Get together with any group of local Elders of British Traditional Wicca, and you'll probably hear competing stories about how difficult it was to travel and seek Wicca. Forget about the classic stories of walking miles in the snow, uphill both ways. You'll probably hear tales of couch surfing, airplane trips and protracted seeking due to life circumstances.
In Washington state, Wiccan covens, like most other community resources, may be clustered around population centers. That means that seekers in Eastern Washington, the Okanagan and south central Washington might have to travel many miles in a given year. If a person doesn't have a car, a bus commute complicates things. If a person has a physical disability travel may be hard.
It may be frustrating that local Wiccan covens are not more accommodating. Why, a seeker might wonder, doesn't the coven travel to a disabled or impoverished seeker's home? The reason is ethical. Wiccans do not proselytize and we do not pursue our members. If a coven were to be overly accommodating, it might lock a seeker into a feeling of obligation that could cause them to continue seeking Wicca even if that is no longer a calling. Also, the process of seeking is a learning journey. It helps the coven see the way a seeker handles adversity, and it helps the seeker find out whether Wicca is worth it.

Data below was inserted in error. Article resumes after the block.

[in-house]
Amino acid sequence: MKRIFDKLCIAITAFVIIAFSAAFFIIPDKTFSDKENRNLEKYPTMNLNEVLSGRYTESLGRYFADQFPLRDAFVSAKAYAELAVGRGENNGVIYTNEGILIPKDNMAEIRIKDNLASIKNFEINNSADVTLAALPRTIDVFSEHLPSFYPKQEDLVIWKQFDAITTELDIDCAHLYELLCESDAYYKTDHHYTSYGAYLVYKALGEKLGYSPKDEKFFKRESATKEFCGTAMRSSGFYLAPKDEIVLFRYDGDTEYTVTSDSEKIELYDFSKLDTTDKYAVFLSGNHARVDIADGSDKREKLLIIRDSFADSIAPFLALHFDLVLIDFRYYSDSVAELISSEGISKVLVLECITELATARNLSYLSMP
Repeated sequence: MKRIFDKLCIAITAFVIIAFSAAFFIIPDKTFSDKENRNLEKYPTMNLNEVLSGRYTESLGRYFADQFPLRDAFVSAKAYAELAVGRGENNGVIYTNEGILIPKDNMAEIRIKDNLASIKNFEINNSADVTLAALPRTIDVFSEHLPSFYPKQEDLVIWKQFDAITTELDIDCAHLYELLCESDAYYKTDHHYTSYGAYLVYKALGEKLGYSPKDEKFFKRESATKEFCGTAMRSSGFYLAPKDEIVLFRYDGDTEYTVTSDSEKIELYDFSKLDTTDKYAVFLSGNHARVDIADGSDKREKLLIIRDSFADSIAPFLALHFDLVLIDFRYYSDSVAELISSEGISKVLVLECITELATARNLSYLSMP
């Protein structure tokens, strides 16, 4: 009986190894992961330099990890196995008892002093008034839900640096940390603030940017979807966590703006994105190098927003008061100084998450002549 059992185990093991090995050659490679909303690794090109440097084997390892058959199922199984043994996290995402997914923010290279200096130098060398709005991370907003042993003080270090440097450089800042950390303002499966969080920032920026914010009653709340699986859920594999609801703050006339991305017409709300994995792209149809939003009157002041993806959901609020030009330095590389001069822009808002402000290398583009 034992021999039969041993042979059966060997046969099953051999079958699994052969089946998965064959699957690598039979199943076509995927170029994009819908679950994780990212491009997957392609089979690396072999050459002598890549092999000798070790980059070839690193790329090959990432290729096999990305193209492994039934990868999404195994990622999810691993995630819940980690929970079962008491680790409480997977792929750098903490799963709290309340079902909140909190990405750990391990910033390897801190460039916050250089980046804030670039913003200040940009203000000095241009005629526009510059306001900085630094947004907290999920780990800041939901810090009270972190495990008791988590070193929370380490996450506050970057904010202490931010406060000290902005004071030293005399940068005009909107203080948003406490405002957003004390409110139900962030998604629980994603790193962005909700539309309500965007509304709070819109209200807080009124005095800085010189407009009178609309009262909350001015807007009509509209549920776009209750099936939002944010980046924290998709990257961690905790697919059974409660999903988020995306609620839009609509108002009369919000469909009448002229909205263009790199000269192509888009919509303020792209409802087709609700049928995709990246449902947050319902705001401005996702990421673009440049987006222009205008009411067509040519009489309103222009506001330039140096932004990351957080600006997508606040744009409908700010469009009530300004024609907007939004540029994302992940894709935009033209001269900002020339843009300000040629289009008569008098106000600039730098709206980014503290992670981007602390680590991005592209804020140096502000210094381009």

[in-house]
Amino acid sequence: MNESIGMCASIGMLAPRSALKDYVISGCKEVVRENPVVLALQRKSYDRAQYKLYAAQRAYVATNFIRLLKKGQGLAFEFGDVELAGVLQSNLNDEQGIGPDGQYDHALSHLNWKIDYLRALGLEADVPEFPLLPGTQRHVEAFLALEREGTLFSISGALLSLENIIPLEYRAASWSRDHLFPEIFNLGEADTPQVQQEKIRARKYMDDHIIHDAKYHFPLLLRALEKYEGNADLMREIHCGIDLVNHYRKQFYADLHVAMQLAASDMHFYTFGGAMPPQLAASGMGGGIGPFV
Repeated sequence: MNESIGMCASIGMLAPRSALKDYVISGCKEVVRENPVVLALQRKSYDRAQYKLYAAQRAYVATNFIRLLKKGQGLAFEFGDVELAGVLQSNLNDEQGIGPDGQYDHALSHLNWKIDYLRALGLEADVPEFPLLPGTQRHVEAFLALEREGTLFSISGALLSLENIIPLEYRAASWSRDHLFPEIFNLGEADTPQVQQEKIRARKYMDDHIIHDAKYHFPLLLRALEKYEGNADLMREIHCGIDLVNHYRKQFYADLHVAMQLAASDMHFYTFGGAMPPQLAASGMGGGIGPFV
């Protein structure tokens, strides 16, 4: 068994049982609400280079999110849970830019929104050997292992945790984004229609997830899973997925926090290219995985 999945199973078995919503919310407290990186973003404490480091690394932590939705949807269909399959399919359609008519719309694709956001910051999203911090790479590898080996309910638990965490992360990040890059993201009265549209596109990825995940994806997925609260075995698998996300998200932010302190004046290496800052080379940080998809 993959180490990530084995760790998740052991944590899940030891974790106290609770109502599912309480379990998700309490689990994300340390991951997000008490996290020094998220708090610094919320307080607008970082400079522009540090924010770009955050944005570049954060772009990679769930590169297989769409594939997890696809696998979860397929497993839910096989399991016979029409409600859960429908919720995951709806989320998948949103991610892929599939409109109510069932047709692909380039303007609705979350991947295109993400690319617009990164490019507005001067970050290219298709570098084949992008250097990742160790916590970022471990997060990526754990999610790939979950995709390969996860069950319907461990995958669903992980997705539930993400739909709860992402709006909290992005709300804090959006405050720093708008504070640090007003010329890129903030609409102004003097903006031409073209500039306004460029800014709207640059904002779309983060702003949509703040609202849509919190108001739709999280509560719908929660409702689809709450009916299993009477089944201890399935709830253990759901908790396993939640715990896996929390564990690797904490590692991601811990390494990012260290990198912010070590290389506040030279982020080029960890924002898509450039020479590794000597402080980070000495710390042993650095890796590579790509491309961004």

All in all, a long commute is a signal for a seeker to consider his or her feelings. If the commute is a problem and causes strife, it may be a red flag that this is not your time to seek Wicca. If, however, a long commute doesn't phase you and feels just like an opportunity to listen to the radio and relax, you might just be following your bliss.